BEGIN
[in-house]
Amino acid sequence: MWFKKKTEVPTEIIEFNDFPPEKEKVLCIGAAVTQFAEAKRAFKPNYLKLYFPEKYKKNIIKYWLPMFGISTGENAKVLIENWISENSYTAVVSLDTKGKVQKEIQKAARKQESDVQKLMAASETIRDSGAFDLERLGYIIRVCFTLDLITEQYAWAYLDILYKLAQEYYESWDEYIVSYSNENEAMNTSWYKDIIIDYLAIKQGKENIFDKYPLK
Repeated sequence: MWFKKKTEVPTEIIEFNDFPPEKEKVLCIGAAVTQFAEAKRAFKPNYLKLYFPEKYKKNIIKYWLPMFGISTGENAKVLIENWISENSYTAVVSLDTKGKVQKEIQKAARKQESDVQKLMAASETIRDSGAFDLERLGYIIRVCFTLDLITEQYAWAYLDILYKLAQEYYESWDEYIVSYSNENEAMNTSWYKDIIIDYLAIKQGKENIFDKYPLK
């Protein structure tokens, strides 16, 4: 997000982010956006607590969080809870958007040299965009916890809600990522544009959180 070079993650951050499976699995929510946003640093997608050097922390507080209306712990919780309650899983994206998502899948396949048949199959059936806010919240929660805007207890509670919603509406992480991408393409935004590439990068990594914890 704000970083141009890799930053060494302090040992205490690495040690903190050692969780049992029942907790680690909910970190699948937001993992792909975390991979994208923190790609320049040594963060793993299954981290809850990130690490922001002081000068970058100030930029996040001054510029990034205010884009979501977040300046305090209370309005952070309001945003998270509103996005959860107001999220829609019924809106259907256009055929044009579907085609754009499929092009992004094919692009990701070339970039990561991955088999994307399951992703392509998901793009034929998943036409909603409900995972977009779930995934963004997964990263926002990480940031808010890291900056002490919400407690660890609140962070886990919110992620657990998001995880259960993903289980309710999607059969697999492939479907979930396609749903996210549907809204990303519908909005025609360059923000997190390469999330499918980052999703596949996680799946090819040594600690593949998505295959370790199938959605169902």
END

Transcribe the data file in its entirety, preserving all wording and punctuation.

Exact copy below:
[in-house]
Amino acid sequence: MWFKKKTEVPTEIIEFNDFPPEKEKVLCIGAAVTQFAEAKRAFKPNYLKLYFPEKYKKNIIKYWLPMFGISTGENAKVLIENWISENSYTAVVSLDTKGKVQKEIQKAARKQESDVQKLMAASETIRDSGAFDLERLGYIIRVCFTLDLITEQYAWAYLDILYKLAQEYYESWDEYIVSYSNENEAMNTSWYKDIIIDYLAIKQGKENIFDKYPLK
Repeated sequence: MWFKKKTEVPTEIIEFNDFPPEKEKVLCIGAAVTQFAEAKRAFKPNYLKLYFPEKYKKNIIKYWLPMFGISTGENAKVLIENWISENSYTAVVSLDTKGKVQKEIQKAARKQESDVQKLMAASETIRDSGAFDLERLGYIIRVCFTLDLITEQYAWAYLDILYKLAQEYYESWDEYIVSYSNENEAMNTSWYKDIIIDYLAIKQGKENIFDKYPLK
């Protein structure tokens, strides 16, 4: 997000982010956006607590969080809870958007040299965009916890809600990522544009959180 070079993650951050499976699995929510946003640093997608050097922390507080209306712990919780309650899983994206998502899948396949048949199959059936806010919240929660805007207890509670919603509406992480991408393409935004590439990068990594914890 704000970083141009890799930053060494302090040992205490690495040690903190050692969780049992029942907790680690909910970190699948937001993992792909975390991979994208923190790609320049040594963060793993299954981290809850990130690490922001002081000068970058100030930029996040001054510029990034205010884009979501977040300046305090209370309005952070309001945003998270509103996005959860107001999220829609019924809106259907256009055929044009579907085609754009499929092009992004094919692009990701070339970039990561991955088999994307399951992703392509998901793009034929998943036409909603409900995972977009779930995934963004997964990263926002990480940031808010890291900056002490919400407690660890609140962070886990919110992620657990998001995880259960993903289980309710999607059969697999492939479907979930396609749903996210549907809204990303519908909005025609360059923000997190390469999330499918980052999703596949996680799946090819040594600690593949998505295959370790199938959605169902």